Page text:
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Is the CBA share price a buy?

The Motley Fool logo The Motley Fool 2/19/2019 Tristan Harrison
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Is the Commonwealth Bank of Australia (ASX: CBA) share price a buy?

The initial excitement after the Royal Commission seems to be over. Although the CBA share price rose more than 7% in the week of the Royal Commission report release, the share price is now only up 2% since before the report’s release.

The CBA half year result seems to have taken out a lot of the gloss from the initial excitement. The big bank reported that continuing cash net profit after tax (NPAT) increased by 1.7% to $4.68 billion and continuing cash earnings per share (EPS) grew by 0.9 cents to 265.2 cents.

Any growth is good for CBA in this difficult trading environment, but you can’t expect the share price to do much on such little growth.

CBA also maintained the all-important dividend at $2 per share, which is solid considering the yield is so high.

One disappointing factor from the CBA report was that the net interest margin (NIM) was lower by 4 basis points to 2.1% from 2.14%. This was impacted by higher funding costs, competition and switching from interest only to principal & interest.

CBA said that home loan arrears of more than 90 days decreased slightly (from 0.70% to 0.67%) on the prior half due to seasonality, partly offset by some households continuing to experience difficulties with rising essential costs and limited income growth. However, the 0.67% arrear ratio was higher than the 0.59% arrear ratio a year ago. Rising arrears could lead to rising bad debts and lower profits.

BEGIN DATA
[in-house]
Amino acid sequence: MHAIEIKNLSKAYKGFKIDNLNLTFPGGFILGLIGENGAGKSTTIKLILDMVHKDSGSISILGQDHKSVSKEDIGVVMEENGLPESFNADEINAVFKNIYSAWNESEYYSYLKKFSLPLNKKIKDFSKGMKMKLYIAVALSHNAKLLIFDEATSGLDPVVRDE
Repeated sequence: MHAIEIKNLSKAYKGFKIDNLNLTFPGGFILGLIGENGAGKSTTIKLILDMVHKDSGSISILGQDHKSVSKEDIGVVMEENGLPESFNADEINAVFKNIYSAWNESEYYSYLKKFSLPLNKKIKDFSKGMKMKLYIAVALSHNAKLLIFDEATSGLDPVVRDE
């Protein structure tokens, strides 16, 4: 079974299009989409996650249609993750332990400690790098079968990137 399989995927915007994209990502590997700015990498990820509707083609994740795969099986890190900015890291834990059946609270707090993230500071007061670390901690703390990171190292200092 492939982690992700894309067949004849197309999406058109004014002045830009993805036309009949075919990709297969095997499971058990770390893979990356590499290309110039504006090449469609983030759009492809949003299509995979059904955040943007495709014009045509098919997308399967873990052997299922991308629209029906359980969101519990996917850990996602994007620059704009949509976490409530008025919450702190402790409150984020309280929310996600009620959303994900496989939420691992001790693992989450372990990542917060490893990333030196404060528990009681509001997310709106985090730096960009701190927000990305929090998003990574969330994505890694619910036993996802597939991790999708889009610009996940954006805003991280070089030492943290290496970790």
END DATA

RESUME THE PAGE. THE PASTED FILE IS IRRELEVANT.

Foolish takeaway

CBA is trading at under 14x FY19’s estimated earnings with a grossed-up dividend yield of 8.6%. This price is about as attractive as it has been for most of the last five years, but I wouldn’t jump at buying shares of CBA until we see a sustained stabilisation of Australian house prices. In-fact I’m waiting until there’s a recession to consider buying.

Until then, I think it’s worth being patient on CBA shares and instead considering investing in one of these top stocks.

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Motley Fool contributor Tristan Harrison has no position in any of the stocks mentioned. The Motley Fool Australia has no position in any of the stocks mentioned. We Fools may not all hold the same opinions, but we all believe that considering a diverse range of insights makes us better investors. The Motley Fool has a disclosure policy. This article contains general investment advice only (under AFSL 400691). Authorised by Scott Phillips.

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